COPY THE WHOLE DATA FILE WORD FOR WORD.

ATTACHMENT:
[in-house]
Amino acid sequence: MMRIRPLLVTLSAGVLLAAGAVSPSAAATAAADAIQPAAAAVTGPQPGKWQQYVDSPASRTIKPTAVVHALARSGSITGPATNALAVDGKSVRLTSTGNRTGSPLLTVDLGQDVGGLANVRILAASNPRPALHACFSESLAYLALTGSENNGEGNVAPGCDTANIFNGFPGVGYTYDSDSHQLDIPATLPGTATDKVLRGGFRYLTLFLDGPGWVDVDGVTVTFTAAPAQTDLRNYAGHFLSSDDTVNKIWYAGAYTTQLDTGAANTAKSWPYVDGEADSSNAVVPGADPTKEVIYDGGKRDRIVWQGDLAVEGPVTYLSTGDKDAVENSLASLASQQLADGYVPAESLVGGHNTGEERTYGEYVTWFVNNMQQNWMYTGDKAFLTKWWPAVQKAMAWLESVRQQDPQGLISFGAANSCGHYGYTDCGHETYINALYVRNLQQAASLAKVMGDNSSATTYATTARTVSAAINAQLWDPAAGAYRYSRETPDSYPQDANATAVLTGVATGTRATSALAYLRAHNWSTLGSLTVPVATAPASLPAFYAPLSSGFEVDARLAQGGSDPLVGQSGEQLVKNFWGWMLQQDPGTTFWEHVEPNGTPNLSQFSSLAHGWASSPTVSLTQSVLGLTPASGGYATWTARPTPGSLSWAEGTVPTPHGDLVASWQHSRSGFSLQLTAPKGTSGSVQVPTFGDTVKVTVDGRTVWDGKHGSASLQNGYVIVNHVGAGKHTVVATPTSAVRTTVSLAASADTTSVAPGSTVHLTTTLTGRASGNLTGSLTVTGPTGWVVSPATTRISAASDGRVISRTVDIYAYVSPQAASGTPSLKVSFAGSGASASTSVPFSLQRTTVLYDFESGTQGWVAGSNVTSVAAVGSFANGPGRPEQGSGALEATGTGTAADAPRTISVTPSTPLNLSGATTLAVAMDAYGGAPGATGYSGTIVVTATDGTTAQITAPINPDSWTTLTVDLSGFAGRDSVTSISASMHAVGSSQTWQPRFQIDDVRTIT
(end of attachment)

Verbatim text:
[in-house]
Amino acid sequence: MMRIRPLLVTLSAGVLLAAGAVSPSAAATAAADAIQPAAAAVTGPQPGKWQQYVDSPASRTIKPTAVVHALARSGSITGPATNALAVDGKSVRLTSTGNRTGSPLLTVDLGQDVGGLANVRILAASNPRPALHACFSESLAYLALTGSENNGEGNVAPGCDTANIFNGFPGVGYTYDSDSHQLDIPATLPGTATDKVLRGGFRYLTLFLDGPGWVDVDGVTVTFTAAPAQTDLRNYAGHFLSSDDTVNKIWYAGAYTTQLDTGAANTAKSWPYVDGEADSSNAVVPGADPTKEVIYDGGKRDRIVWQGDLAVEGPVTYLSTGDKDAVENSLASLASQQLADGYVPAESLVGGHNTGEERTYGEYVTWFVNNMQQNWMYTGDKAFLTKWWPAVQKAMAWLESVRQQDPQGLISFGAANSCGHYGYTDCGHETYINALYVRNLQQAASLAKVMGDNSSATTYATTARTVSAAINAQLWDPAAGAYRYSRETPDSYPQDANATAVLTGVATGTRATSALAYLRAHNWSTLGSLTVPVATAPASLPAFYAPLSSGFEVDARLAQGGSDPLVGQSGEQLVKNFWGWMLQQDPGTTFWEHVEPNGTPNLSQFSSLAHGWASSPTVSLTQSVLGLTPASGGYATWTARPTPGSLSWAEGTVPTPHGDLVASWQHSRSGFSLQLTAPKGTSGSVQVPTFGDTVKVTVDGRTVWDGKHGSASLQNGYVIVNHVGAGKHTVVATPTSAVRTTVSLAASADTTSVAPGSTVHLTTTLTGRASGNLTGSLTVTGPTGWVVSPATTRISAASDGRVISRTVDIYAYVSPQAASGTPSLKVSFAGSGASASTSVPFSLQRTTVLYDFESGTQGWVAGSNVTSVAAVGSFANGPGRPEQGSGALEATGTGTAADAPRTISVTPSTPLNLSGATTLAVAMDAYGGAPGATGYSGTIVVTATDGTTAQITAPINPDSWTTLTVDLSGFAGRDSVTSISASMHAVGSSQTWQPRFQIDDVRTIT